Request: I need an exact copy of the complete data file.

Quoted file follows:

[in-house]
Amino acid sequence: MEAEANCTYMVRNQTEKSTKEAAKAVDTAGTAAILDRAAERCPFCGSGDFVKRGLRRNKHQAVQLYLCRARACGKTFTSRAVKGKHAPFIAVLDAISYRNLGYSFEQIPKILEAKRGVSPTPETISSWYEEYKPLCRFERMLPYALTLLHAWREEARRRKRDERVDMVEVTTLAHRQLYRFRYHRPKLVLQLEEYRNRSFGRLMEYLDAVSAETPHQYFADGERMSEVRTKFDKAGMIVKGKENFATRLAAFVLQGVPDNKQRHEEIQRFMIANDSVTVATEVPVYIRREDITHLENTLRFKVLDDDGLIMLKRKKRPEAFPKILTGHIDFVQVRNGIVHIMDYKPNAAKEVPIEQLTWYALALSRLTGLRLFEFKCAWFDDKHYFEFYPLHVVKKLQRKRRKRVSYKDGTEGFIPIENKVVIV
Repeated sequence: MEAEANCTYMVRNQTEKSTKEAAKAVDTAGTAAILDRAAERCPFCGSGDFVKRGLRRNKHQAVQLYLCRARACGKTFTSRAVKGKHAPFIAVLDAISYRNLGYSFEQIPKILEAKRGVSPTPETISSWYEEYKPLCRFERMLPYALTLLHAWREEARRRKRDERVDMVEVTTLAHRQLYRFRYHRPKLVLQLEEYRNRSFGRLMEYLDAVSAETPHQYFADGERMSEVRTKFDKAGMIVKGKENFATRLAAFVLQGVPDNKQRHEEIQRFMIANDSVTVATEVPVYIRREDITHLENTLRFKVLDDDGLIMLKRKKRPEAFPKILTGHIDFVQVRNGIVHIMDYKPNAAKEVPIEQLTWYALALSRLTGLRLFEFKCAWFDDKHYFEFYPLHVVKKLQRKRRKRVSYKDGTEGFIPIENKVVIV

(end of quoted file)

[in-house]
Amino acid sequence: MEAEANCTYMVRNQTEKSTKEAAKAVDTAGTAAILDRAAERCPFCGSGDFVKRGLRRNKHQAVQLYLCRARACGKTFTSRAVKGKHAPFIAVLDAISYRNLGYSFEQIPKILEAKRGVSPTPETISSWYEEYKPLCRFERMLPYALTLLHAWREEARRRKRDERVDMVEVTTLAHRQLYRFRYHRPKLVLQLEEYRNRSFGRLMEYLDAVSAETPHQYFADGERMSEVRTKFDKAGMIVKGKENFATRLAAFVLQGVPDNKQRHEEIQRFMIANDSVTVATEVPVYIRREDITHLENTLRFKVLDDDGLIMLKRKKRPEAFPKILTGHIDFVQVRNGIVHIMDYKPNAAKEVPIEQLTWYALALSRLTGLRLFEFKCAWFDDKHYFEFYPLHVVKKLQRKRRKRVSYKDGTEGFIPIENKVVIV
Repeated sequence: MEAEANCTYMVRNQTEKSTKEAAKAVDTAGTAAILDRAAERCPFCGSGDFVKRGLRRNKHQAVQLYLCRARACGKTFTSRAVKGKHAPFIAVLDAISYRNLGYSFEQIPKILEAKRGVSPTPETISSWYEEYKPLCRFERMLPYALTLLHAWREEARRRKRDERVDMVEVTTLAHRQLYRFRYHRPKLVLQLEEYRNRSFGRLMEYLDAVSAETPHQYFADGERMSEVRTKFDKAGMIVKGKENFATRLAAFVLQGVPDNKQRHEEIQRFMIANDSVTVATEVPVYIRREDITHLENTLRFKVLDDDGLIMLKRKKRPEAFPKILTGHIDFVQVRNGIVHIMDYKPNAAKEVPIEQLTWYALALSRLTGLRLFEFKCAWFDDKHYFEFYPLHVVKKLQRKRRKRVSYKDGTEGFIPIENKVVIV